Congratulations to this year’s recipient of the Research Excellence Staff Award!
Vancouver Coastal Health Research Institute (VCHRI) is proud to recognize the outstanding contributions of long-term research staff with the 2024 Research Excellence Staff Award (RESA). This competition acknowledges staff members with 10 or more years of service who have demonstrated research excellence through mentorship, building a culture of research and upholding the VCHRI values of integrity, accountability, collaboration, equity and community- and patient-focus. This year’s recipient will receive $15,000 in lab funding, as well as a personal honorarium for their dedicated work.
Leading with integrity, dedication and kindness
Since joining the Kwon Lab at the International Collaboration on Repair Discoveries (ICORD) in 2013 as a lab technician, Kitty So has become a trusted leader within the lab, helping it grow from a team of five to a team of over 25 full-time staff and trainees. As the current lab operations and project manager, Kitty oversees research, finance and human resource-related needs for her team. Her ability to remain calm in a demanding and fast-paced environment is one of the ways she sets a good example to junior staff and contributes to a positive and collaborative workplace culture.
On top of always going above and beyond the call of duty for the Kwon Lab, Kitty has been instrumental in coordinating and leading experiments for the lab’s $48 million Defense Advanced Research Projects Agency (DARPA) program. She led many aspects of the technical development, surgical implantation methods, data collection and analytics for the lab’s novel blood pressure monitoring device, in addition to supporting the management of the complex budget and human resources needs for the project.
Drawing from research experience spanning 20 years across multiple labs, Kitty supported the development of a new large animal surgical suite within the Centre for Comparative Medicine (CCM) at the University of British Columbia. She designed the layout of the surgical suite’s new operating room, behavioural suite, prep-room, recovery room and wetlab space. Her work on this $2 million project has led to a state-of-the-art facility for researchers to expand their work.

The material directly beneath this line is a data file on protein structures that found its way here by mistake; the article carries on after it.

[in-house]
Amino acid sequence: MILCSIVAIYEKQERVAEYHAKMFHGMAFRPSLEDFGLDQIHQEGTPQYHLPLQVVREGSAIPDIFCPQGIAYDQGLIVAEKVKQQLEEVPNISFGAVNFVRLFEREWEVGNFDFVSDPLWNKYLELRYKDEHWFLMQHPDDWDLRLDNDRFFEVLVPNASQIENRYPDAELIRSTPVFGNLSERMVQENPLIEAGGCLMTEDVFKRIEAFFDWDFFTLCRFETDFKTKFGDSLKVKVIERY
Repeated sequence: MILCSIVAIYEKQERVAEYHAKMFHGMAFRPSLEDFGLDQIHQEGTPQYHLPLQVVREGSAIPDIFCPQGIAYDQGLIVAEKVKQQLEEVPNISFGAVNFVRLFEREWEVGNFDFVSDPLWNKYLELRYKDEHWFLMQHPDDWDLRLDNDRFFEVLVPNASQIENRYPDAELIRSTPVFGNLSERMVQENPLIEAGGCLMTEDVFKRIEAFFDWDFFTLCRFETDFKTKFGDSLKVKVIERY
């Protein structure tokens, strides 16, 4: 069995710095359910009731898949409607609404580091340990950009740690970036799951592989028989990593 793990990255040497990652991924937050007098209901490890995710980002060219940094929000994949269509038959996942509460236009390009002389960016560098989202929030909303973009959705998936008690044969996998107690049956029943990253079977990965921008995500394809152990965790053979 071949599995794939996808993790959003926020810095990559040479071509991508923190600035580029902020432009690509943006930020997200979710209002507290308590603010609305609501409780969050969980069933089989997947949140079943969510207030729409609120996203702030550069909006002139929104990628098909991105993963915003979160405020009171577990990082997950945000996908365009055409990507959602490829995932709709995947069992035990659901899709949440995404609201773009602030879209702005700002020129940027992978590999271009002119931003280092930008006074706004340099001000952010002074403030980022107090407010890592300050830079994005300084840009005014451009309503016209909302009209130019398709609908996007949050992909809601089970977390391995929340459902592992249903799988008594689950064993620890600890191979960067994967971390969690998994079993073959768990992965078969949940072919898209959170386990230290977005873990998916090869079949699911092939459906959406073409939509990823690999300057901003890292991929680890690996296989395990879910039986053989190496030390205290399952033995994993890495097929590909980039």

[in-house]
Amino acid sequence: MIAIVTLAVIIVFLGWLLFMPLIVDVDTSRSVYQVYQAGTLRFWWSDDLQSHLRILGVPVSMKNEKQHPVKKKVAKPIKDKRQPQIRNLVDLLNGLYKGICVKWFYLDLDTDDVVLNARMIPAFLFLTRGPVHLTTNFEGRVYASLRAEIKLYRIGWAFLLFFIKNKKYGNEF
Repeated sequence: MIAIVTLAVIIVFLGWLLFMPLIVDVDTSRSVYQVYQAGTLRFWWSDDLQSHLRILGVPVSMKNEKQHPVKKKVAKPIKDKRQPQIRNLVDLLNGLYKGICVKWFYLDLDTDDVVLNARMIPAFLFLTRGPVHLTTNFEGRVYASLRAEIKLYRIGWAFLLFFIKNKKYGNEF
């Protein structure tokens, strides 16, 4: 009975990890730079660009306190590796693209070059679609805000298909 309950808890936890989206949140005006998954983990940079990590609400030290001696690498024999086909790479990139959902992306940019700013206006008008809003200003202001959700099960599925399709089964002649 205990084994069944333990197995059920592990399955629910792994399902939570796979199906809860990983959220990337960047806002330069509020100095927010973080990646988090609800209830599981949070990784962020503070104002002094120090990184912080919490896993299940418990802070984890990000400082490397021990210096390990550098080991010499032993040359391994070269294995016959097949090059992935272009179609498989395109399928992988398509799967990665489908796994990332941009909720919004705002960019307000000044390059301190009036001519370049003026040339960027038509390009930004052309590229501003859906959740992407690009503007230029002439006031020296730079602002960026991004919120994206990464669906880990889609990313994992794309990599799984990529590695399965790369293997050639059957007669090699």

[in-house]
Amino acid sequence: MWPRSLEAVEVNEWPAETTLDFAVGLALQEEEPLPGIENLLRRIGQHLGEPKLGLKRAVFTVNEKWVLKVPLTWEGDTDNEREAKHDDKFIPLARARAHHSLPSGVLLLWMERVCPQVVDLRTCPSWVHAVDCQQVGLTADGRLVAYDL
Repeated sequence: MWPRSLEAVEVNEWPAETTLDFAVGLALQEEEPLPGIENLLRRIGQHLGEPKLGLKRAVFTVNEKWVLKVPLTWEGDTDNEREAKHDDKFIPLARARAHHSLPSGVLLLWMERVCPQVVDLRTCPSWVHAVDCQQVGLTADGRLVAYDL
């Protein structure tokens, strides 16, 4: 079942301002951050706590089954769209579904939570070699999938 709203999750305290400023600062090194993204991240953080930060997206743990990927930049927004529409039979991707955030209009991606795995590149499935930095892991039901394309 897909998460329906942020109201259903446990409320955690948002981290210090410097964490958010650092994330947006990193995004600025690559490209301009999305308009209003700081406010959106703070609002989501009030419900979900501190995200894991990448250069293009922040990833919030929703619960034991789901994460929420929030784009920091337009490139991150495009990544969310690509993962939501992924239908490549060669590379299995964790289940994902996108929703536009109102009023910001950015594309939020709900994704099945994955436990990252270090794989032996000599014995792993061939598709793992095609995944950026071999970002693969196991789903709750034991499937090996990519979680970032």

Kitty’s efforts as lab manager have led the Kwon Lab team to success in many research endeavours. She inspires those around her to fully commit to improving the lives of people living with a spinal cord injury.
Q&A with Kitty
Q: What sparked your interest in pursuing a career in health research?
A: I immersed myself in basic science research in the first decade of my professional journey. While this helped establish a robust foundation for conducting good scientific inquiries, the outcomes were somewhat distant from real world application. I wanted to be involved with research that could more directly improve human health and enhance patient recovery. Thankfully, I found a fulfilling place in the Kwon Lab. Working alongside dedicated colleagues, collaborating to address research questions relevant to spinal cord injury (SCI) patients at the bedside deepened my passion for health research.
Q: What aspects of working within a research lab do you find most rewarding?
A: I thoroughly enjoy troubleshooting and finding creative solutions to seemingly impossible challenges. Witnessing hair-brained ideas materialize into experimental success is very satisfying!
Q: What is your proudest accomplishment during your time at VCHRI?
A: Overall, contributing to the advancement of SCI research is a source of pride. Specifically, spearheading the establishment of a new large animal surgical suite and integrating high-frequency ultrasound imaging into our experimental protocols have been pivotal. These initiatives have propelled our preclinical SCI projects forward, and I am grateful to have played a role in these advancements.
Q: What research would you like to undertake in the future?
A: If the opportunity knocks, I find it intriguing to engage in the clinical aspects of SCI research. This would provide insights into how devices or therapies developed in the preclinical models translate to the clinical setting.